A new horror flick that somehow finds a way to make even the oldest ides fresh again is, most likely, a pretty solid horror flick -- and when you're talking about scary movies that are best described as "haunted house stories," you damn well better find a new angle. Who the hell needs yet another generic haunted house story? Recent offerings like Paranormal Activity and Insidious have found several ways to make haunted houses seem fresh and novel again, and now the producers of those films are back with yet another low-budget, high-concept example of how, in the horror biz, sometimes the oldest ideas are the coolest ones.
Co-written and directed by Scott Derrickson (The Exorcism of Emily Rose), the surprisingly low-key and admirably intense Sinister is just a bad-ass little horror flick. It's not a fast-paced powerhouse action-fest, nor is it a dry and dreary exercise in creaking doors and rattled minds. It's just a slick and smart little campfire story, cleverly conceived, handsomely presented, and quietly creepy. (Derrickson's co-writer on Sinister is C. Robert Cargill, a guy I've known for years, and a guy who knows his horror.) What I like most about Sinister is that the producers probably could have made it for half the cost; it's a movie that offers creepy ideas in quiet ways, and is not interested in explosions, geysers of gore, or a big third act mayhem crescendo. It's just old-school creepy.
Ethan Hawke (really strong here) plays a "true crime" author who has dragged his wife and two young children to the site of a horrific quadruple murder. Yes, the author actually buys the house where four people were killed so he can write a book about the killings. Oh, and he hasn't told his wife about the house's disturbing history. And that's not the last mistake that the desperate but well-meaning Ellison will make regarding his new home. Toss in a local sheriff who detests the author for his own reasons, a slow-witted deputy who might not be so clueless, and a helpful yet weird college professor who deals with the occult, and you're already halfway to a creepy movie.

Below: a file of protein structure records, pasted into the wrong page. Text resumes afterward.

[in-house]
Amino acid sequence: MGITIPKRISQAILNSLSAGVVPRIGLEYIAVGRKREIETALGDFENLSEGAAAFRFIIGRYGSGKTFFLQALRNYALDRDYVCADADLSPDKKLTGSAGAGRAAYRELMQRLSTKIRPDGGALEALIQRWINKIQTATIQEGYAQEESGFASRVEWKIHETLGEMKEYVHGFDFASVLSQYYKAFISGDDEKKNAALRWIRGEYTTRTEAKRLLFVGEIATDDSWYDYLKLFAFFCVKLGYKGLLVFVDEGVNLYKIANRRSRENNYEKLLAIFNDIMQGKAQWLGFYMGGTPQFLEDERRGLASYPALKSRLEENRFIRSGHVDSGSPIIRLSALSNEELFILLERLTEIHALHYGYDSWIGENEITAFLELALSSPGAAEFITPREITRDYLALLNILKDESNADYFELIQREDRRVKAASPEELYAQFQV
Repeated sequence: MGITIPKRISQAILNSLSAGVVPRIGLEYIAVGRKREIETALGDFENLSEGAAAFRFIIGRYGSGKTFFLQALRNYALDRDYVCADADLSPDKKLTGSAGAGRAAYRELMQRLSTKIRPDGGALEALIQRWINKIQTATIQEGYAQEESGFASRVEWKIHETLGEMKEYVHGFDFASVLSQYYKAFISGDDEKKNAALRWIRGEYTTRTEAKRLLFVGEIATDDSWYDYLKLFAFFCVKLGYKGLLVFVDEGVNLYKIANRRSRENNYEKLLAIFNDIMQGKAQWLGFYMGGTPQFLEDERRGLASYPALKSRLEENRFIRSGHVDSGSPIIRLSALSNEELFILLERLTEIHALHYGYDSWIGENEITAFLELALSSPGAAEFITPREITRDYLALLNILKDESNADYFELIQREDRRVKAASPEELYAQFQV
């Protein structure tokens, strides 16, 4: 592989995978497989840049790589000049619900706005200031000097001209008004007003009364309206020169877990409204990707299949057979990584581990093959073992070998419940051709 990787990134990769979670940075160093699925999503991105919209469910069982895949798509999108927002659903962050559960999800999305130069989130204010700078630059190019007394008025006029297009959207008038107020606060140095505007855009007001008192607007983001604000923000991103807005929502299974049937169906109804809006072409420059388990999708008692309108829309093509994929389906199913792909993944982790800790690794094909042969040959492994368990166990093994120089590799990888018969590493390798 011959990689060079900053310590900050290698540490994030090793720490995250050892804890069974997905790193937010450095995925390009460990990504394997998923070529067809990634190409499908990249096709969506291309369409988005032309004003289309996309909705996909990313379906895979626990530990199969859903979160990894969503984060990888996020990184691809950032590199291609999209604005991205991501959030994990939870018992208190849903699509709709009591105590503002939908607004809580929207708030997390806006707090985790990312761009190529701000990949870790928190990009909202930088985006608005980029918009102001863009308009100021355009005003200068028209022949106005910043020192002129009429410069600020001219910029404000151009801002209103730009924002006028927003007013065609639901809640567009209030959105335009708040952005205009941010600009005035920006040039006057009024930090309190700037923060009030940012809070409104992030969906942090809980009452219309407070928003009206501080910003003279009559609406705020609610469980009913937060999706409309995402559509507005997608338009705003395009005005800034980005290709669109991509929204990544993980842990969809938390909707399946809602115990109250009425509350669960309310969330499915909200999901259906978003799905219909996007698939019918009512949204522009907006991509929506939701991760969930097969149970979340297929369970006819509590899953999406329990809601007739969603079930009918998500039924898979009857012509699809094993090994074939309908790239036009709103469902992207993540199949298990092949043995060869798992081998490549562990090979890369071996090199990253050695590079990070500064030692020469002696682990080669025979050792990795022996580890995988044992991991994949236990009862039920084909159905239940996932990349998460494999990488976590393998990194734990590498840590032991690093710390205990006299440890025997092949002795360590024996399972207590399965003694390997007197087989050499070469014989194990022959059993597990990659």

Ah, but there's also the mysterious box of film reels that Ellison finds in his attic. He moved into this house to get to the truth of the murders -- and now, as he spins all five reels of horrific carnage -- he's about to get a lot more truth than he expected. Turns out there's more going on than just one murdered family, and it's not pretty.
Impressive in its restraint at its quieter moments, and powerfully disturbing at its nastiest, Sinister is a framework that's old, a concept that's new, and a darkly entertaining terror tale on the whole. Hawke's strong performance sells the "otherworldly" material as a strong counterweight, and the lovely Juliet Rylance has some great moments of her own. Character actors like Fred Dalton Thompson (as the sheriff) and Vincent D'Onofrio (as the professor) add some color to the procedural moments, but it's Hawke's movie, truth be told.
Impressively shot with dark shadows and moody lighting by Chris Norr and set to a strange but effective score by Christopher Young, Sinister may not be the kind of movie to spawn another Saw or Paranormal Activity franchise, but that hardly matters to passionate horror fans. One wonders if a smart and generally quiet horror movie will find an audience these days, but if advertising can trick people into paying money for crap like The Devil Inside, it should be able to do so for quality like Sinister. This is simply a cool new idea wedged into a familiar setting, and the result is a slightly sedate but consistently creepy little horror flick that has a few new wrinkles to offer, and it does so in cool and confident fashion. I believe I already mentioned "creepy."